TFSA vs. RRSP: A taxing discussion

Few can afford to use both a Tax Free Savings Account (TFSA) and a Registered Retired Savings Plan (RRSP), let alone distinguish between the two.

By: Robert Bradburn, Wealth Management Specialist, CWB Wealth Management

The great debate

There are certain topics which are best left alone at a Canadian dinner table: religion, politics, taxes. The past eight years of debate over the best way to beat the tax-man while saving for retirement has largely revolved around the Tax Free Savings Account (TFSA) and the Registered Retirement Savings Plan (RRSP). It seems no one can offer a definitive answer on which is the best savings strategy and it’s likely that no one will. However, a proper understanding of these two options can help in figuring out which strategy fits best with your own personal needs.

First, it’s important to remember that a TFSA or a RRSP by themselves are registration types – not actual investments. You can’t “buy an RRSP” but you might buy a GIC or a mutual fund (investment) for example, within a RRSP (registration). Secondly, both options are structured differently in how they protect you from taxes.

TFSA's

Think of a TFSA as a parking garage that shelters vehicles (investments) from the rain (tax). If you park a vehicle outside of the garage, it’s going to get caught in the rain. Once you park your vehicle inside the garage, it is sheltered.

Think of a TFSA as a parking garage that shelters vehicles (investments) from the rain (tax). If you park a vehicle outside of the garage, it’s going to get caught in the rain. Once you park your vehicle inside the garage, it is sheltered.

You can fit any type or number of vehicles inside the garage; from savings accounts to mutual funds regardless of their value, as long as the amount you paid for them doesn’t exceed the total contribution limit (which is $46,500 for 2016 and $52,000 on Jan 1, 2017). As long as you sell your vehicle while it’s in the garage, you will not get wet. When you walk out of the garage with the proceeds in your pocket you will not be taxed.

RRSP's

From a tax-sheltering perspective, an RRSP can also be thought of as a parking garage. That is of course, in some universe where the parking attendant is so happy to welcome you to the garage he actually gives you money at the booth (aka your tax-return: the value of the dollars you’re putting into the RRSP multiplied by your marginal tax rate.) So unlike a TFSA, it pays you to park in the garage but charges you when you leave. While you’re parked in the garage, your vehicle stays dry and sees no taxes.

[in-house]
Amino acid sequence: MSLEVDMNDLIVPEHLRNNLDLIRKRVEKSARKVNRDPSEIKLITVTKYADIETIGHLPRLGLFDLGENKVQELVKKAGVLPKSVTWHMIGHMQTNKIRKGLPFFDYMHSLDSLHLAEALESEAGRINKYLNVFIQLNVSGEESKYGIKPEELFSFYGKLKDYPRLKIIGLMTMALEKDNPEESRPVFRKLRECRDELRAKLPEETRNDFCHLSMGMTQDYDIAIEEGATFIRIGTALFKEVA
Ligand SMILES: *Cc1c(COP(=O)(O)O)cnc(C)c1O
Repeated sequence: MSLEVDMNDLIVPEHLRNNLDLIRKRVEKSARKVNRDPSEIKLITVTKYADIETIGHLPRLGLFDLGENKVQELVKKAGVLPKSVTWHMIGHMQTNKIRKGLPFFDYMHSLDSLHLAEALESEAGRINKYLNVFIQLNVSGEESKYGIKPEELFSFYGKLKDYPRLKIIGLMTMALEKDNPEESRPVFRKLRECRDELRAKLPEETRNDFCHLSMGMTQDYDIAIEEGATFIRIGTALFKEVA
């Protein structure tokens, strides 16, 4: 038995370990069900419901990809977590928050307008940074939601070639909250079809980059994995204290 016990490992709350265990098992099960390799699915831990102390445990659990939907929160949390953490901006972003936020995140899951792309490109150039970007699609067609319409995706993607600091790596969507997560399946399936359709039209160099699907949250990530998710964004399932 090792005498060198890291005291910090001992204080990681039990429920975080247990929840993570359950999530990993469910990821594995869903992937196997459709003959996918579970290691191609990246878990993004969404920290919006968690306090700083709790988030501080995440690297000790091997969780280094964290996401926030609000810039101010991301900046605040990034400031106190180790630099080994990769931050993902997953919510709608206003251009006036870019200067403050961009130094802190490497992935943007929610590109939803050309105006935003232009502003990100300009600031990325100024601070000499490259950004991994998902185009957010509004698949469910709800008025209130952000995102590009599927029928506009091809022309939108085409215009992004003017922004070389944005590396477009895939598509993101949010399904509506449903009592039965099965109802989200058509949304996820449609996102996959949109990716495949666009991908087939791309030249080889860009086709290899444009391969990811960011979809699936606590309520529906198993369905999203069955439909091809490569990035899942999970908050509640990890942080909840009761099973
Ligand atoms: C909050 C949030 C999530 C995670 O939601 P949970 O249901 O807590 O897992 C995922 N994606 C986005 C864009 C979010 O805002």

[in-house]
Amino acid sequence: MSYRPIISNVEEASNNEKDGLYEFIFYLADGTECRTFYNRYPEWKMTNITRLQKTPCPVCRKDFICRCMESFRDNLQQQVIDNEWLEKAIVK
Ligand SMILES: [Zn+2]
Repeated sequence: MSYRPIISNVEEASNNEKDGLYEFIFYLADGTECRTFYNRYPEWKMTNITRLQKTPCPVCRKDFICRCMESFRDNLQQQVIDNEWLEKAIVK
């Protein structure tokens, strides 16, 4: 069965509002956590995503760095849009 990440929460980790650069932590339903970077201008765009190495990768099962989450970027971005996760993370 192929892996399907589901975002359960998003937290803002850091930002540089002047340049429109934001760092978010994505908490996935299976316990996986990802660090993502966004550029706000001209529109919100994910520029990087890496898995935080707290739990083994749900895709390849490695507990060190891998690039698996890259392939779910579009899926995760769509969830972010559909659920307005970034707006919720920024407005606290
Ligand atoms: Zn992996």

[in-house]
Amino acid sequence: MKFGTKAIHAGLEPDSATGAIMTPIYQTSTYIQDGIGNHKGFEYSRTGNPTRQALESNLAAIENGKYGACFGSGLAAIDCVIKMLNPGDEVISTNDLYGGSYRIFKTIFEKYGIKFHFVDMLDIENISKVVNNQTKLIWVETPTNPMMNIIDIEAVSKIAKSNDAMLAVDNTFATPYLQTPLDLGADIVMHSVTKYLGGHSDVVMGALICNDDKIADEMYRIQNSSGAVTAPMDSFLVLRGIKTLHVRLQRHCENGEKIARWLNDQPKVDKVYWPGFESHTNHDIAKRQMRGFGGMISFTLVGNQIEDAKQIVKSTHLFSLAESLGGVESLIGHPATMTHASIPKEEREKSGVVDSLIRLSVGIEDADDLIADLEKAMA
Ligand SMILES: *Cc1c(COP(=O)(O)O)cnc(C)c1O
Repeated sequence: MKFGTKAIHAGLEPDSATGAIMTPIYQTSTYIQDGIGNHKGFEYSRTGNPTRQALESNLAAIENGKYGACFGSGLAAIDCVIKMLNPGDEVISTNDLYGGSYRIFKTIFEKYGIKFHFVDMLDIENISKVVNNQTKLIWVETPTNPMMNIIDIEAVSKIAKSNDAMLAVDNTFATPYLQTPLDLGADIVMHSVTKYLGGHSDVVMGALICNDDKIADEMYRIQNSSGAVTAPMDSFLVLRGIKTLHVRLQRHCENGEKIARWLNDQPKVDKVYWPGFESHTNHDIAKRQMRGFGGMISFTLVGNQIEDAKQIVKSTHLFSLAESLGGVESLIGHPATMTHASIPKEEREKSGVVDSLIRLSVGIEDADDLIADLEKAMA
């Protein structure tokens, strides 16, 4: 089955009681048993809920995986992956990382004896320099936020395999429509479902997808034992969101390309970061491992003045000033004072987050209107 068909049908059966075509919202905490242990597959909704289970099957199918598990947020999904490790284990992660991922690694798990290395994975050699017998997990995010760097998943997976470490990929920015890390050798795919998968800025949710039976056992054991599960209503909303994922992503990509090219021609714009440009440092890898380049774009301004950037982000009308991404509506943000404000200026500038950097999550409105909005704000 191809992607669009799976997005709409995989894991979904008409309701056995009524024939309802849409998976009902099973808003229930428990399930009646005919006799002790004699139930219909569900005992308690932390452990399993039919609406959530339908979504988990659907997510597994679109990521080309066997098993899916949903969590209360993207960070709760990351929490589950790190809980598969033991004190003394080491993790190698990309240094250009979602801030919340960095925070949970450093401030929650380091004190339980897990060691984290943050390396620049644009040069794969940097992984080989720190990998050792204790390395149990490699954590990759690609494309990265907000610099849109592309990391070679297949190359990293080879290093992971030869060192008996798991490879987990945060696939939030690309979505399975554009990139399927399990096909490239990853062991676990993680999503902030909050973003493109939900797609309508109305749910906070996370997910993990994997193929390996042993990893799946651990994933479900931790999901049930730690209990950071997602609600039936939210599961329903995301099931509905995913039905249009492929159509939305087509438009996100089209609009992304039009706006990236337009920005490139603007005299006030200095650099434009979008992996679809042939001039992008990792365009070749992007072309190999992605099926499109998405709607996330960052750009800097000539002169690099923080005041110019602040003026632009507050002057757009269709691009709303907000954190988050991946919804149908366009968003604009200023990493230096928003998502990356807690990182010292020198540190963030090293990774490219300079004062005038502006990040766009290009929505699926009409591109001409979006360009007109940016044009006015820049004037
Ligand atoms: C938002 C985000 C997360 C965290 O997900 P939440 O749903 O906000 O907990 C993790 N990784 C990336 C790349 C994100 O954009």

So unlike a TFSA, it pays you to park in the garage but charges you when you leave. While you’re parked in the garage, your vehicle stays dry and sees no taxes.

When you sell your vehicle inside of the garage you also see no taxes. When you walk out of the garage with the proceeds in your pocket, you will have to pay the attendant back (tax = amount taken out of the RRSP multiplied by your current tax rate. This money is viewed as regular income). Also, because the money is now deregistered, any future growth will be taxed.

The right choice for you

So when does it make sense to choose one over the other? Or should you be using both? The answer is it depends. Each situation is unique and there are multiple factors to consider. For example, what is the tax bracket you fell in when you put investments into your RRSP versus your anticipated income when you take it out? What are the chances you will need to use that money prior to retirement? The rule is to be in a higher tax bracket when you contribute to a RRSP and a lower one when you withdraw.

If you spend more time planning your next vacation than you do planning an investment strategy that leverages each of these tools to their maximum advantage, it’s time to talk to a professional. A CWB Retail Account Manager will get to know your short and long term plans and work with you to find the right combination of investments. With a full range of registered accounts, GICs and mutual funds*, we can help get you on the right path to retirement.

* Mutual funds are offered in-branch through Canadian Western Financial, a CWB Wealth Management Company